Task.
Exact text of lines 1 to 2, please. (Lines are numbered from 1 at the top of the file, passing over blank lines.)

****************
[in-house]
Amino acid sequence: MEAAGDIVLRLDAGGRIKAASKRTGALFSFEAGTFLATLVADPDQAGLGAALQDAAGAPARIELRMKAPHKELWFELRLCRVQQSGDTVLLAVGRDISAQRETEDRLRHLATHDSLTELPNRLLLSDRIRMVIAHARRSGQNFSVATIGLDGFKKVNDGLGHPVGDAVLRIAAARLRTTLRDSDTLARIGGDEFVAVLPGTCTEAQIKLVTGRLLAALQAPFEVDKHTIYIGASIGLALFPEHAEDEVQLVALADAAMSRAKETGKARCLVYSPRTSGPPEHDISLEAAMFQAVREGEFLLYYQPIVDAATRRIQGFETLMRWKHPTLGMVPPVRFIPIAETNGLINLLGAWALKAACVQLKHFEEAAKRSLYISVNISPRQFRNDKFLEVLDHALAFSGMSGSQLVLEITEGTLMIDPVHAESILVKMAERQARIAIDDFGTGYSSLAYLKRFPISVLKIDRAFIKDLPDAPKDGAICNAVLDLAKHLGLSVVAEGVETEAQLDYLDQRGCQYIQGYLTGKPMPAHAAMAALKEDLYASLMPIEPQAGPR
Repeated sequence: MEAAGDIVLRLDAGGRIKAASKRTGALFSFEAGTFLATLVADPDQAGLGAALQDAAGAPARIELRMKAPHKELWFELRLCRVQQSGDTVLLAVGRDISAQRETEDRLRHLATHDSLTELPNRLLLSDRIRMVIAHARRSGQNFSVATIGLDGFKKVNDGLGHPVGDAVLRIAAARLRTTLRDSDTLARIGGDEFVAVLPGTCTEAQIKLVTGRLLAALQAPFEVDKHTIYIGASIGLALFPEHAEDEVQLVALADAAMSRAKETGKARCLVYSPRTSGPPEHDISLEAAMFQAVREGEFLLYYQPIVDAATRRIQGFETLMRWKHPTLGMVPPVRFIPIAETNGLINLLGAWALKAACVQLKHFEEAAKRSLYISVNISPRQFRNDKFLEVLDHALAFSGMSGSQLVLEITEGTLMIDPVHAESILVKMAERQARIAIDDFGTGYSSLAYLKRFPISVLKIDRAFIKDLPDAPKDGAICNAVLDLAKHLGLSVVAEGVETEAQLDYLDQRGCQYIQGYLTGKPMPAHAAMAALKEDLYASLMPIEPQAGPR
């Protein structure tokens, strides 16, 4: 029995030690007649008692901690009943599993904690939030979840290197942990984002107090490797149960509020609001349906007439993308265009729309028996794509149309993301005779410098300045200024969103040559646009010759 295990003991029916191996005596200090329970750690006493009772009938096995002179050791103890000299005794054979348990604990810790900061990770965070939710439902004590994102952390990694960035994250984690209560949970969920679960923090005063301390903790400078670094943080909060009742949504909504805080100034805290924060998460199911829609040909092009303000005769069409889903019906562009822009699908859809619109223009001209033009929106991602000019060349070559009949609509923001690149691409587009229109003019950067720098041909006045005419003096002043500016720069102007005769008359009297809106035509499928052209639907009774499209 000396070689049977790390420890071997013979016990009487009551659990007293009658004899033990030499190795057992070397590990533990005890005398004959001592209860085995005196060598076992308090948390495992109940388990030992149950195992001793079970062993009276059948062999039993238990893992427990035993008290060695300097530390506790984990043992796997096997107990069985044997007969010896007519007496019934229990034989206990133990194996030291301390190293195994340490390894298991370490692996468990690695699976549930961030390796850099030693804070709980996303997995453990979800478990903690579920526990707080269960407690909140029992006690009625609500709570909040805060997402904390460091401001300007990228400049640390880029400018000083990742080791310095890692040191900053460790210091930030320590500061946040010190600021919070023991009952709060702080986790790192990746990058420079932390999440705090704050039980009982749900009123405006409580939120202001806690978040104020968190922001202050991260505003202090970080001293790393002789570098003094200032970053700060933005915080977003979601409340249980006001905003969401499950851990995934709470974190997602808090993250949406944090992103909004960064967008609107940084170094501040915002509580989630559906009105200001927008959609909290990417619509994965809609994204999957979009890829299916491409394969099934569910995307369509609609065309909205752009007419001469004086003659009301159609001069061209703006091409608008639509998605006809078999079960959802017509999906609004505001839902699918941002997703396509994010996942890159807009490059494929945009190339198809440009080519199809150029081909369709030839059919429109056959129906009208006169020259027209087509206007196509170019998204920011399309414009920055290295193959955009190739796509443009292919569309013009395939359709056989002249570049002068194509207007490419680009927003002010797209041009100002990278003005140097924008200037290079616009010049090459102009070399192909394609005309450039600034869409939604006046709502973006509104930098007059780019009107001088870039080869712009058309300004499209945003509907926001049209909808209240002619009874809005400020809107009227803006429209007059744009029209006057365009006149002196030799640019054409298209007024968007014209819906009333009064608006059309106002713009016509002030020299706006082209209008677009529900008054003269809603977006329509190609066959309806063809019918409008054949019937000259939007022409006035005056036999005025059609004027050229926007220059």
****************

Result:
[in-house]
Amino acid sequence: MEAAGDIVLRLDAGGRIKAASKRTGALFSFEAGTFLATLVADPDQAGLGAALQDAAGAPARIELRMKAPHKELWFELRLCRVQQSGDTVLLAVGRDISAQRETEDRLRHLATHDSLTELPNRLLLSDRIRMVIAHARRSGQNFSVATIGLDGFKKVNDGLGHPVGDAVLRIAAARLRTTLRDSDTLARIGGDEFVAVLPGTCTEAQIKLVTGRLLAALQAPFEVDKHTIYIGASIGLALFPEHAEDEVQLVALADAAMSRAKETGKARCLVYSPRTSGPPEHDISLEAAMFQAVREGEFLLYYQPIVDAATRRIQGFETLMRWKHPTLGMVPPVRFIPIAETNGLINLLGAWALKAACVQLKHFEEAAKRSLYISVNISPRQFRNDKFLEVLDHALAFSGMSGSQLVLEITEGTLMIDPVHAESILVKMAERQARIAIDDFGTGYSSLAYLKRFPISVLKIDRAFIKDLPDAPKDGAICNAVLDLAKHLGLSVVAEGVETEAQLDYLDQRGCQYIQGYLTGKPMPAHAAMAALKEDLYASLMPIEPQAGPR